As Premier League clubs weigh up moves for Vitesse's 31-goal striker Wilfried Bony and PSV's Ola Toivonen they would do well to remember the maxim 'buyer beware'. On goalscoring records alone there is plenty of evidence to suggest that both players could make the step up to England's top flight, but it's a prominent quirk of European football that attacking exports from the Eredivisie are enormously hit and miss.
Although Bony was crowned the Eredivisie's top scorer in 2012/13 this achievement is a poor indication that high standards can be replicated in a tougher league. The roll call of previous golden boot winners over the past decade emphasises the need for caution with Mateja Kezman, Dirk Kuyt, Afonso Alves and Mounir El Hamdaoui all leading the scoring stakes in Holland before seeing the goals dry up after big-money moves abroad.
Bjorn Vleminckx, the 2011 top scorer, even failed to maintain his form after taking a step down to Belgian's Jupiler Pro League, while 2012 success stories Bas Dost and Luuk de Jong have seen their careers stall since joining Wolfsburg and Borussia Moenchengladbach for £6m and £10.5m respectively last summer.
This is not to say that free-scoring Bony will definitely be a flop if he moves to England or that Dost, who has been linked with Sunderland, and De Jong cannot recover from poor seasons, but there is clearly a need to look beyond simple statistics when scouting players in the Netherlands. For every Ruud van Nistelrooy there is at least one Afonso Alves, with huge fees frequently wasted on players who struggle to adapt to a new challenge.
Of course, this concern is not exclusive to players from the Eredivisie, but the contrast between players' star turns in Holland and dire displays elsewhere is starker than in any other European league. It would seem that for many Eredivisie strikers, the opposite is true of the Dutch phrase 'Na regen komt zonneschijn' (after the rain, the sun will shine) as record-breaking feats in Holland remain the highlight of careers that fail to deliver on early promise.
Alves, in particular, is a memorable flop in the Premier League, making a mockery of his £12m fee during his brief spell at Middlesbrough. As the club circled the top-flight drain in 2009, Henry Winter wrote in The Telegraph: 'Brought in from Heerenveen, Alves lacks the toughness to survive in the Premier League, a division far more physical than Holland's Eredivisie. More intensive scouting of Alves might have raised doubts about his suitability to English Rollerball. Smaller of frame, Juninho had a bigger heart and therefore blossomed at Boro.'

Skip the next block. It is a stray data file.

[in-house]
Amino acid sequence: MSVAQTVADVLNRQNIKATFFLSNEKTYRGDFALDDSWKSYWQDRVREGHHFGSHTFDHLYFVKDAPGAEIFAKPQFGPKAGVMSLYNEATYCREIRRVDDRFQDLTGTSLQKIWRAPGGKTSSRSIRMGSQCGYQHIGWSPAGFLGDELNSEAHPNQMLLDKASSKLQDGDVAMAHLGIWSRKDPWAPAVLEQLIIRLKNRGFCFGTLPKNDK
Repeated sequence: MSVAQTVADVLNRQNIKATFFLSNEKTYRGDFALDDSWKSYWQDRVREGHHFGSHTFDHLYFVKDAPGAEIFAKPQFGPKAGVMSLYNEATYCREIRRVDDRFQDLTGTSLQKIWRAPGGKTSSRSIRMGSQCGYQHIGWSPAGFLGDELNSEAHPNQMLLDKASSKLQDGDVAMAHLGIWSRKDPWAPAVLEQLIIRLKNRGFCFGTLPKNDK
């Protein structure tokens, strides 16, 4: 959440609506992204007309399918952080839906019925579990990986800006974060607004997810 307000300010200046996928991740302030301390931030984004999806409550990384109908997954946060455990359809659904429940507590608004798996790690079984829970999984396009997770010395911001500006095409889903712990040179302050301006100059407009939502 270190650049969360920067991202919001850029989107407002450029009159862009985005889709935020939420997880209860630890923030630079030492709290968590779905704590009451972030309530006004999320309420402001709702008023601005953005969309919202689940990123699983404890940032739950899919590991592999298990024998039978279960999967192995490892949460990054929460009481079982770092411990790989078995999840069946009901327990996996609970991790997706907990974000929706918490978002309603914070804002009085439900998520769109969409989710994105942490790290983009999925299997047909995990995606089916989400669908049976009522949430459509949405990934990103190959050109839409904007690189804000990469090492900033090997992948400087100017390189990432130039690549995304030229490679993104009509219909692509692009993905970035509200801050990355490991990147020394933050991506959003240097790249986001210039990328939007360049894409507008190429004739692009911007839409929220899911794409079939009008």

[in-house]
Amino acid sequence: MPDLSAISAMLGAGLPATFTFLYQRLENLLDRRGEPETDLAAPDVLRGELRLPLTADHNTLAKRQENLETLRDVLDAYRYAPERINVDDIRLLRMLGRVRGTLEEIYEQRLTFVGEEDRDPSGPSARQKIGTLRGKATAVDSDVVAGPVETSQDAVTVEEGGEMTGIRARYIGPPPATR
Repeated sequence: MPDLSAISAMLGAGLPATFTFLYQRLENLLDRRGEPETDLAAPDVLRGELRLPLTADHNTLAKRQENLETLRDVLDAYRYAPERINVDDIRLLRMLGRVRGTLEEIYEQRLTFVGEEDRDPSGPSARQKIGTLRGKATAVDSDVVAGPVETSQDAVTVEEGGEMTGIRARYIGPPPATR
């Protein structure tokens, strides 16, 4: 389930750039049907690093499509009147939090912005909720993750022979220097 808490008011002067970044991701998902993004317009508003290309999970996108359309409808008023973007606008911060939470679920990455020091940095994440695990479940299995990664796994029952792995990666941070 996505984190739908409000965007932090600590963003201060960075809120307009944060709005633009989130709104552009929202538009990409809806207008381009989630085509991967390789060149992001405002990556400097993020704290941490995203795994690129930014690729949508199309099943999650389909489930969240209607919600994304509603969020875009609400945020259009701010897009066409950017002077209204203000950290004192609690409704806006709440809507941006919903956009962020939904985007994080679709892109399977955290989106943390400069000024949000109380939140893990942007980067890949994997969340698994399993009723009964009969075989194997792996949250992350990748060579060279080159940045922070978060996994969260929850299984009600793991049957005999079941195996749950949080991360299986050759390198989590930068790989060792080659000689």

The reference to Juninho underlines that size and strength are not a pre-requisite to succeed in England - as David Silva and Juan Mata have demonstrated in recent seasons - and Eredivisie imports have arrived in all shapes and sizes. But Alves, a huge bulk of a striker, was perhaps complacent following his stunning record for Heerenveen, while the pocket-sized Kezman could argue that he wasn't given a fair crack of the whip after becoming Jose Mourinho's first signing at Chelsea.
Although it is important to consider individual circumstances when evaluating why a player may have lost their way after leaving Holland, the striking consistency in the polarised success of Eredivisie forwards cannot be ignored. There is a remarkable balance of players falling into one of two distinct categories - success or failure - which serves as a clear warning to prospective buyers.
After landing in Europe at PSV, both Romario and Ronaldo never stopped scoring, even after climbing the ladder to Barcelona, while Van Nistelrooy and, more recently, Luis Suarez are further examples of strikers who adapted to tougher leagues with relative ease. But what about Nikos Machlas, who lasted only six months at Sevilla after leaving the goals in Amsterdam, or Mido, who retired last week after finally giving up on ever rekindling his form at Ajax?
One of the few players who resides somewhere in the middle of the polarised landscape is Dirk Kuyt, who scored more goals for Feyenoord in half the number of games he played for Liverpool, but still adapted to the Premier League effectively by becoming a tireless wing-forward. The same could be said of Dennis Bergkamp, who never repeated his goalscoring form at Ajax but became one of the greatest support-strikers the game has ever seen.
It is clear that the step up is simply too great for some strikers, either in terms of ability or the pressure that comes with a big move to a foreign league. If we look at the issue in reverse - players moving to Holland - then the goalscoring form of Graziano Pelle and Jozy Altidore last season - outliers in their careers - further emphasises the higher standard of the top divisions in England, Spain, Germany and Italy.
There is no simple answer to the questions Premier League clubs face as they consider moves for Bony and Toivonen this summer, and if they could crack the code of what determines success and failure for Eredivisie attacking exports they would be the envy of Europe. The Netherlands has long been a breeding ground of raw attacking talent, but making sure you pick the best product is not an easy business.